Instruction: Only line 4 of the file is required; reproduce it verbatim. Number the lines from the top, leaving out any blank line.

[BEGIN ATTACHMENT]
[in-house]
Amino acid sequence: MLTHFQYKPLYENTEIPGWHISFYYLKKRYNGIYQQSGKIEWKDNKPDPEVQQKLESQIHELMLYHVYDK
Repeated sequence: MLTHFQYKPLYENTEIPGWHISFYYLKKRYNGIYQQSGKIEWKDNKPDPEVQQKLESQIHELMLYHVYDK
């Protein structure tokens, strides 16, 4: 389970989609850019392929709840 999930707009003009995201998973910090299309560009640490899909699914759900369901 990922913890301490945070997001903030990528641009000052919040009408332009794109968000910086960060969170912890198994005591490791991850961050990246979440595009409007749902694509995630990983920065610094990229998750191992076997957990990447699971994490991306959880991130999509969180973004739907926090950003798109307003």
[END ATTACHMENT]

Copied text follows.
């Protein structure tokens, strides 16, 4: 389970989609850019392929709840 999930707009003009995201998973910090299309560009640490899909699914759900369901 990922913890301490945070997001903030990528641009000052919040009408332009794109968000910086960060969170912890198994005591490791991850961050990246979440595009409007749902694509995630990983920065610094990229998750191992076997957990990447699971994490991306959880991130999509969180973004739907926090950003798109307003």